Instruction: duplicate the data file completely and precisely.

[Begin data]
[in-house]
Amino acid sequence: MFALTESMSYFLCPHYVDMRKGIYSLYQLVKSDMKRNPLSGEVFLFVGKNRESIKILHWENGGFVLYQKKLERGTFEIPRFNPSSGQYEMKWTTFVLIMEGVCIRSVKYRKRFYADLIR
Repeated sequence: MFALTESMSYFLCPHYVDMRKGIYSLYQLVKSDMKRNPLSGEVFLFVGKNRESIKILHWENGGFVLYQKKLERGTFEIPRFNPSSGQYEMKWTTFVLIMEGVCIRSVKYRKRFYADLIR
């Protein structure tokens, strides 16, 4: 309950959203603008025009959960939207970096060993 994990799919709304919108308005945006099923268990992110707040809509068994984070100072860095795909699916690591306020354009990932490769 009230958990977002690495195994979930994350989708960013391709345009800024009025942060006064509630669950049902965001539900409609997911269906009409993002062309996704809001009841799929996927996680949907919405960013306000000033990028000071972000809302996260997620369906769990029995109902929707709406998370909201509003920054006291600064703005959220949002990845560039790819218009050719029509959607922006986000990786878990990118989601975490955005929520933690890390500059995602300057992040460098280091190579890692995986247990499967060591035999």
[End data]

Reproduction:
[in-house]
Amino acid sequence: MFALTESMSYFLCPHYVDMRKGIYSLYQLVKSDMKRNPLSGEVFLFVGKNRESIKILHWENGGFVLYQKKLERGTFEIPRFNPSSGQYEMKWTTFVLIMEGVCIRSVKYRKRFYADLIR
Repeated sequence: MFALTESMSYFLCPHYVDMRKGIYSLYQLVKSDMKRNPLSGEVFLFVGKNRESIKILHWENGGFVLYQKKLERGTFEIPRFNPSSGQYEMKWTTFVLIMEGVCIRSVKYRKRFYADLIR
């Protein structure tokens, strides 16, 4: 309950959203603008025009959960939207970096060993 994990799919709304919108308005945006099923268990992110707040809509068994984070100072860095795909699916690591306020354009990932490769 009230958990977002690495195994979930994350989708960013391709345009800024009025942060006064509630669950049902965001539900409609997911269906009409993002062309996704809001009841799929996927996680949907919405960013306000000033990028000071972000809302996260997620369906769990029995109902929707709406998370909201509003920054006291600064703005959220949002990845560039790819218009050719029509959607922006986000990786878990990118989601975490955005929520933690890390500059995602300057992040460098280091190579890692995986247990499967060591035999």